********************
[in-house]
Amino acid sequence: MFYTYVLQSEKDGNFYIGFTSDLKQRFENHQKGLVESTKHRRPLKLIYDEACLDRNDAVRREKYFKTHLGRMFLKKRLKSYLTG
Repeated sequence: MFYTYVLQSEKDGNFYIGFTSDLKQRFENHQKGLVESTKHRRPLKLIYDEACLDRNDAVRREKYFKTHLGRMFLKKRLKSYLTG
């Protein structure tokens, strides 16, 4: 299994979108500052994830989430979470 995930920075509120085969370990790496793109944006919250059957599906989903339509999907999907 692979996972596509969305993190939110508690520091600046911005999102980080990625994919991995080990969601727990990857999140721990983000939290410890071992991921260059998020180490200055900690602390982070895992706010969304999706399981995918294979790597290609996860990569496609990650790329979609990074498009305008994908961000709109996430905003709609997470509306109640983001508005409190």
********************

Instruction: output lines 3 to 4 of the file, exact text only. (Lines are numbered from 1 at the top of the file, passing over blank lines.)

Repeated sequence: MFYTYVLQSEKDGNFYIGFTSDLKQRFENHQKGLVESTKHRRPLKLIYDEACLDRNDAVRREKYFKTHLGRMFLKKRLKSYLTG
């Protein structure tokens, strides 16, 4: 299994979108500052994830989430979470 995930920075509120085969370990790496793109944006919250059957599906989903339509999907999907 692979996972596509969305993190939110508690520091600046911005999102980080990625994919991995080990969601727990990857999140721990983000939290410890071992991921260059998020180490200055900690602390982070895992706010969304999706399981995918294979790597290609996860990569496609990650790329979609990074498009305008994908961000709109996430905003709609997470509306109640983001508005409190």